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Tall ships enter Baltimore’s Inner Harbor during the 2012 Sailabration. (The Daily Record/Maximilian Franz)

Sail Baltimore fishing for more ships to come to the city

In the wake of successful, back-to-back events celebrating Baltimore’s role in the War of 1812, a nautical nonprofit is again wooing  foreign dignitaries to steer their ships toward the Inner Harbor.

Sail Baltimore arranged for more than 70 tall ships and naval vessels to visit the city during the Star-Spangled Sailabration in 2012 and the Star-Spangled Spectacular last September. The two events, which also offered fireworks and air shows by the U.S. Navy Blue Angels, reportedly generated a total financial impact of $333 million.

Sailabiration. (File)

Sailabiration. (File)

“The Sailabration blew everybody out of the water,” said Michael McGeady, the organization’s president.

But they’re still going: On Wednesday Sail Baltimore brought naval attachés from almost 30 countries to tour the Inner Harbor Wednesday and get a taste of Charm City.

Visitors had breakfast at Top of the World, lunch at Phillips Seafood and tours of the National Aquarium and M&T Bank Stadium as well as a water taxi ride around the Inner Harbor.

“It’s really a familiarization tour for those folks. We want them to bring their ships here,” McGready said.

Sail Baltimore arranges about 24 ship visits per year to promote education, cultural exchange and commerce, McGeady said. The ships are provided a free berth, including water and electricity, for their stay, and free tours of the ships are arranged for the public, he said.

The organization usually shows off the city to foreign attachés stationed in Washington, D.C., every two years, McGeady said. Many countries schedule the destinations of their historic ships about two years ahead of time, so the organization is working to recruit ships for 2016 and 2017.

A “fleet week” is in the works for October of 2016 — coinciding with the group’s 40th anniversary — and will showcase the U.S. Navy as well as foreign ships, McGeady said.

While several attachés said they were impressed with both Baltimore and the National Aquarium, which they toured late Wednesday morning, getting ships to the U.S. isn’t always easy.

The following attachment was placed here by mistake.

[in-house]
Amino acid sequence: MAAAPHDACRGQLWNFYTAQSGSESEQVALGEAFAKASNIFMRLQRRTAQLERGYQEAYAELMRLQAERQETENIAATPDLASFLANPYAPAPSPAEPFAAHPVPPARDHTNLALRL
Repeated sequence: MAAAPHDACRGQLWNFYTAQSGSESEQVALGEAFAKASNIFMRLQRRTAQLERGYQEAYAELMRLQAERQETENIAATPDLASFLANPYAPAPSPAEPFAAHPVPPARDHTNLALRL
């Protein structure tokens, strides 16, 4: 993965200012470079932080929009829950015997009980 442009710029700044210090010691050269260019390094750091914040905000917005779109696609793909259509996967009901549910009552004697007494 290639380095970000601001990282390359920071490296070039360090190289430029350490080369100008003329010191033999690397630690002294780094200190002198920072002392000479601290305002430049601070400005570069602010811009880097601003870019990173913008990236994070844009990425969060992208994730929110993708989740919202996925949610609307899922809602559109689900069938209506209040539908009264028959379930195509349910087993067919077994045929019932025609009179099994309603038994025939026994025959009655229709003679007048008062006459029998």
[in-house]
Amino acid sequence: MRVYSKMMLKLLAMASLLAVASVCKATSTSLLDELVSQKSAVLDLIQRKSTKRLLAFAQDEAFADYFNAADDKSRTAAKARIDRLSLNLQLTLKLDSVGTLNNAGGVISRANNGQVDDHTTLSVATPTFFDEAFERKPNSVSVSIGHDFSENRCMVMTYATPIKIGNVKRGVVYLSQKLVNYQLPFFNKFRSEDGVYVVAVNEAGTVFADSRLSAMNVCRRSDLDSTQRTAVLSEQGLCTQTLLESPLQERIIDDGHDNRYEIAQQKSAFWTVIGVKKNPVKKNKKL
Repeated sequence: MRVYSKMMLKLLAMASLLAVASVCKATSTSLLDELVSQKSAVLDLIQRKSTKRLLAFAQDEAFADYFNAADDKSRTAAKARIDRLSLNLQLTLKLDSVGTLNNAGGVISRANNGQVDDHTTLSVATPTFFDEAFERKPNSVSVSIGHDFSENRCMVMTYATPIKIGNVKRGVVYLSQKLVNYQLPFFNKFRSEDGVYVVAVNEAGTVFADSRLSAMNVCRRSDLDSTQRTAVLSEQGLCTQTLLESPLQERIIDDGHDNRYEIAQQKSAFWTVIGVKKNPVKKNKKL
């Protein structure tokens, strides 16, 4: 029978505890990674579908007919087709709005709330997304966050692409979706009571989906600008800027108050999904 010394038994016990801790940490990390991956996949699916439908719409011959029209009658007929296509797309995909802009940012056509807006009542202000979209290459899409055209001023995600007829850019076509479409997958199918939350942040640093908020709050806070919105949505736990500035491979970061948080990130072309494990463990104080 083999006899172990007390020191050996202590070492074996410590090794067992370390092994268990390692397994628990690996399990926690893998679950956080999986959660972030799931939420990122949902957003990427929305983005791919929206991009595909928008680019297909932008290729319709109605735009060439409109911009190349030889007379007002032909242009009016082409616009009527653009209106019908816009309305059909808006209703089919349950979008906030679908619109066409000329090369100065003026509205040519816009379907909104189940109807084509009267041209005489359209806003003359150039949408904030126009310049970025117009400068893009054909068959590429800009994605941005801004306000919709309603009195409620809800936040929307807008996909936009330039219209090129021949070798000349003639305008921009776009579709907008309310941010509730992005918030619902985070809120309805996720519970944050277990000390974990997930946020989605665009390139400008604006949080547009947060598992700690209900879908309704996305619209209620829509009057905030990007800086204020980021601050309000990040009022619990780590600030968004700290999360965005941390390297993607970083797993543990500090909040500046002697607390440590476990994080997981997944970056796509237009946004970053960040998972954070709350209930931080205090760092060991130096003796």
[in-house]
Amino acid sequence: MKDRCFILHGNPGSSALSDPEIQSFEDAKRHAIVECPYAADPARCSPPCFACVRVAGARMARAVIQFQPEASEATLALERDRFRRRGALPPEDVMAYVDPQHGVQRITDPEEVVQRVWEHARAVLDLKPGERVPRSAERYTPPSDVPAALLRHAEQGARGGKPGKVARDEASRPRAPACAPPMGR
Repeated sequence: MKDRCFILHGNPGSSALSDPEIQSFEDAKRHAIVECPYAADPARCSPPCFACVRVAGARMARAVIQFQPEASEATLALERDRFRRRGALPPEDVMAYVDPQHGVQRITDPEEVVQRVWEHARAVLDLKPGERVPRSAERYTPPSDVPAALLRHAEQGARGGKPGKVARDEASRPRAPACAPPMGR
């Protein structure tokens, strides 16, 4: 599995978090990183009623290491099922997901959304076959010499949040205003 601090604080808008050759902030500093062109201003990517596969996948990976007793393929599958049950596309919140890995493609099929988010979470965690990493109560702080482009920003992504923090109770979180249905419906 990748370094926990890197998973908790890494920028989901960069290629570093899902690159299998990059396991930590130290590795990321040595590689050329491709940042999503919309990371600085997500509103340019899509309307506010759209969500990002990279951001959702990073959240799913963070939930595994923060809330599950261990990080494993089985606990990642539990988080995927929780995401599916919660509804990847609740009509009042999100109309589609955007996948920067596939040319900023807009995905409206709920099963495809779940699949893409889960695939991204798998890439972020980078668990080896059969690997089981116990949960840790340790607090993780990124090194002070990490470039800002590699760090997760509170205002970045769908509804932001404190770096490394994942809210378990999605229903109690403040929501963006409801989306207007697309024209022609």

Italy has sent a historic tall ship to the city in the past, but the situation in the Mediterranean —including an influx of refugees from Libya and the expansion of the Islamic State’s networks in northern Africa — as well as a weakened European economy has put a stop to such expeditions in recent years, said Capt. Valter Zappellini.

But an Italian destroyer is scheduled to join a U.S. Navy carrier group for training in the spring of 2016 and could make a stop on the east coast, Zappellini said.

Commodore Sandeep Mehta, an attaché from India’s navy, said his country’s ships don’t often have a reason to stray as far away from their home waters as the United States, but there was a tall ship that might visit the East Coast in the future.

A tall ship from Norway, however, was present at the 2012 and 2014 celebrations and will return to Baltimore later this year, said navy Capt. Bjorn Egenberg. Norway also sends a modern naval frigate to Baltimore every two years, which is expected to return in 2016, he said.

“It’s a perfect location for ships and crews,” Egenberg said. Visiting midshipmen from Norway’s naval academy could also easily travel from Baltimore to New York City or the District during their visit, he said.

“They are very well taken care of, and our crews love the Inner Harbor area,” Egenberg said.